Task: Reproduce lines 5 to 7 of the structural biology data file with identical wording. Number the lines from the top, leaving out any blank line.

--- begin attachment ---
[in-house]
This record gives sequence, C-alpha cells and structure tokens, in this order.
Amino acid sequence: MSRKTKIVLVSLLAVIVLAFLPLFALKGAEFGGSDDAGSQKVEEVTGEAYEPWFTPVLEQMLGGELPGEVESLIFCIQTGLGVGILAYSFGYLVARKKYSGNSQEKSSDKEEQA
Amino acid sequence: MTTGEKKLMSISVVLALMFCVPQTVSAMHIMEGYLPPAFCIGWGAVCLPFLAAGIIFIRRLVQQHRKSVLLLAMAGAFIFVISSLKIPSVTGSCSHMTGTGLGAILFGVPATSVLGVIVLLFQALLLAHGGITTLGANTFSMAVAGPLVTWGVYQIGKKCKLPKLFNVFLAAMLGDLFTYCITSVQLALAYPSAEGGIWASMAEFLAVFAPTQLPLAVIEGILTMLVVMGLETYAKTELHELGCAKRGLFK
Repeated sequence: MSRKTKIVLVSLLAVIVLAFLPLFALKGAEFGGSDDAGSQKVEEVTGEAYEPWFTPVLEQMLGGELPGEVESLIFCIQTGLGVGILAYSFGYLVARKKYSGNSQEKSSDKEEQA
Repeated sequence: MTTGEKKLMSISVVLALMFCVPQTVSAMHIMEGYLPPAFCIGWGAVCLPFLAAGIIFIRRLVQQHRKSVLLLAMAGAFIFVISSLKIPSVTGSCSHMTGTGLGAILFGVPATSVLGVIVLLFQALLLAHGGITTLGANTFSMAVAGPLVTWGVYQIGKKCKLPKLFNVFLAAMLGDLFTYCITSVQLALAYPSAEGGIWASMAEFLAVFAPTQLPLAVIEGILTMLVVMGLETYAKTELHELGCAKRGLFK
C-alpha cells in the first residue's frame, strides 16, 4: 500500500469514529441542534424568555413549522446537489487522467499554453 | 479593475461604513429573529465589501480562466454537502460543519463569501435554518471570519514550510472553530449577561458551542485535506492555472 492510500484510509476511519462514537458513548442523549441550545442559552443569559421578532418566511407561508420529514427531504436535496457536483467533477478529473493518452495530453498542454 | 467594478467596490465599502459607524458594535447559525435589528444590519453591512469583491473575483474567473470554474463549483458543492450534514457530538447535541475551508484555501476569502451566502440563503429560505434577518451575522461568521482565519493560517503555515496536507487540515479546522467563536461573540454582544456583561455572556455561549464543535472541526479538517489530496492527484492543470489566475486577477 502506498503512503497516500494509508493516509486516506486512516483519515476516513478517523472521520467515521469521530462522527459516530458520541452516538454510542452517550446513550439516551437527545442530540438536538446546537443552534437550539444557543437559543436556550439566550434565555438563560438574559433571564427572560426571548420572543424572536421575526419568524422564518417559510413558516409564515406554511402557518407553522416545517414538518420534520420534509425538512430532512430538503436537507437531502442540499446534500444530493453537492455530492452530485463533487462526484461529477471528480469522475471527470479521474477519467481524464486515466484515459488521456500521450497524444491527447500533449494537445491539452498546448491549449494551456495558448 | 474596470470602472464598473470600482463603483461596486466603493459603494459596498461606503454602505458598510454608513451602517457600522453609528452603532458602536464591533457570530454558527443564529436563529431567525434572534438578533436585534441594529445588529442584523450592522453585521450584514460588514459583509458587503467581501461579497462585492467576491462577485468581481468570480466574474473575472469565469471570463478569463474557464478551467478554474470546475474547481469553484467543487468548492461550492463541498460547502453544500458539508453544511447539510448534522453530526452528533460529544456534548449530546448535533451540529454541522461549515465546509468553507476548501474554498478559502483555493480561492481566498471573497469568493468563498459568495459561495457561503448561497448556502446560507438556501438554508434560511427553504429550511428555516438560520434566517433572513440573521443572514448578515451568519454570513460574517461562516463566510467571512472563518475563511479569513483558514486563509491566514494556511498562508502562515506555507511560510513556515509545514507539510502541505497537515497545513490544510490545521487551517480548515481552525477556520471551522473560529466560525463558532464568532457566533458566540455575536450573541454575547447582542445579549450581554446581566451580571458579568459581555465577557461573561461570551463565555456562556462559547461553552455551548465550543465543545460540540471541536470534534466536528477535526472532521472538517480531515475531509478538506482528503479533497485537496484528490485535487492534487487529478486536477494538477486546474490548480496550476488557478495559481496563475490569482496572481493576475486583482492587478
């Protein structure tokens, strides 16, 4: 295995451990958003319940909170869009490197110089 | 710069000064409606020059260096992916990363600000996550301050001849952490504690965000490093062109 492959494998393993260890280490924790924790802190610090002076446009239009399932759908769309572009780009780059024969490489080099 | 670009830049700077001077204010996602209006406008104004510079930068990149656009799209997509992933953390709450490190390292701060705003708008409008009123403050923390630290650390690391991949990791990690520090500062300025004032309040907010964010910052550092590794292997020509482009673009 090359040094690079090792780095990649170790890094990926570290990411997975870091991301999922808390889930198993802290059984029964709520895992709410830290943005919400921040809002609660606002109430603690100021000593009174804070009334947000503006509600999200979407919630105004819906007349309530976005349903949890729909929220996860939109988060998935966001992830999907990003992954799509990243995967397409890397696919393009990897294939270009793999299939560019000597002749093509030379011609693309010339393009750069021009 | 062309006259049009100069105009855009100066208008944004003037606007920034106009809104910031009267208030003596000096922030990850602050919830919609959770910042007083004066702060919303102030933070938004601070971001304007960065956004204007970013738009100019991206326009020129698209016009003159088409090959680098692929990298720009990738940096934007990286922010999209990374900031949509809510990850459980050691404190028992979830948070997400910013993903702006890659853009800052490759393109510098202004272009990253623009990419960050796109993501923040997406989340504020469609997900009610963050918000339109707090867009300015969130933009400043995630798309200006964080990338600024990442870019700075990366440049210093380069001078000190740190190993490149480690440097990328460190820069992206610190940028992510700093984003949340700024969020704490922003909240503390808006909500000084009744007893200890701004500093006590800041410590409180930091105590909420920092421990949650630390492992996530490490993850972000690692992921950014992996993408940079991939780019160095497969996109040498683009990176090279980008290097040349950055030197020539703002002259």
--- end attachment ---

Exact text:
Repeated sequence: MSRKTKIVLVSLLAVIVLAFLPLFALKGAEFGGSDDAGSQKVEEVTGEAYEPWFTPVLEQMLGGELPGEVESLIFCIQTGLGVGILAYSFGYLVARKKYSGNSQEKSSDKEEQA
Repeated sequence: MTTGEKKLMSISVVLALMFCVPQTVSAMHIMEGYLPPAFCIGWGAVCLPFLAAGIIFIRRLVQQHRKSVLLLAMAGAFIFVISSLKIPSVTGSCSHMTGTGLGAILFGVPATSVLGVIVLLFQALLLAHGGITTLGANTFSMAVAGPLVTWGVYQIGKKCKLPKLFNVFLAAMLGDLFTYCITSVQLALAYPSAEGGIWASMAEFLAVFAPTQLPLAVIEGILTMLVVMGLETYAKTELHELGCAKRGLFK
C-alpha cells in the first residue's frame, strides 16, 4: 500500500469514529441542534424568555413549522446537489487522467499554453 | 479593475461604513429573529465589501480562466454537502460543519463569501435554518471570519514550510472553530449577561458551542485535506492555472 492510500484510509476511519462514537458513548442523549441550545442559552443569559421578532418566511407561508420529514427531504436535496457536483467533477478529473493518452495530453498542454 | 467594478467596490465599502459607524458594535447559525435589528444590519453591512469583491473575483474567473470554474463549483458543492450534514457530538447535541475551508484555501476569502451566502440563503429560505434577518451575522461568521482565519493560517503555515496536507487540515479546522467563536461573540454582544456583561455572556455561549464543535472541526479538517489530496492527484492543470489566475486577477 502506498503512503497516500494509508493516509486516506486512516483519515476516513478517523472521520467515521469521530462522527459516530458520541452516538454510542452517550446513550439516551437527545442530540438536538446546537443552534437550539444557543437559543436556550439566550434565555438563560438574559433571564427572560426571548420572543424572536421575526419568524422564518417559510413558516409564515406554511402557518407553522416545517414538518420534520420534509425538512430532512430538503436537507437531502442540499446534500444530493453537492455530492452530485463533487462526484461529477471528480469522475471527470479521474477519467481524464486515466484515459488521456500521450497524444491527447500533449494537445491539452498546448491549449494551456495558448 | 474596470470602472464598473470600482463603483461596486466603493459603494459596498461606503454602505458598510454608513451602517457600522453609528452603532458602536464591533457570530454558527443564529436563529431567525434572534438578533436585534441594529445588529442584523450592522453585521450584514460588514459583509458587503467581501461579497462585492467576491462577485468581481468570480466574474473575472469565469471570463478569463474557464478551467478554474470546475474547481469553484467543487468548492461550492463541498460547502453544500458539508453544511447539510448534522453530526452528533460529544456534548449530546448535533451540529454541522461549515465546509468553507476548501474554498478559502483555493480561492481566498471573497469568493468563498459568495459561495457561503448561497448556502446560507438556501438554508434560511427553504429550511428555516438560520434566517433572513440573521443572514448578515451568519454570513460574517461562516463566510467571512472563518475563511479569513483558514486563509491566514494556511498562508502562515506555507511560510513556515509545514507539510502541505497537515497545513490544510490545521487551517480548515481552525477556520471551522473560529466560525463558532464568532457566533458566540455575536450573541454575547447582542445579549450581554446581566451580571458579568459581555465577557461573561461570551463565555456562556462559547461553552455551548465550543465543545460540540471541536470534534466536528477535526472532521472538517480531515475531509478538506482528503479533497485537496484528490485535487492534487487529478486536477494538477486546474490548480496550476488557478495559481496563475490569482496572481493576475486583482492587478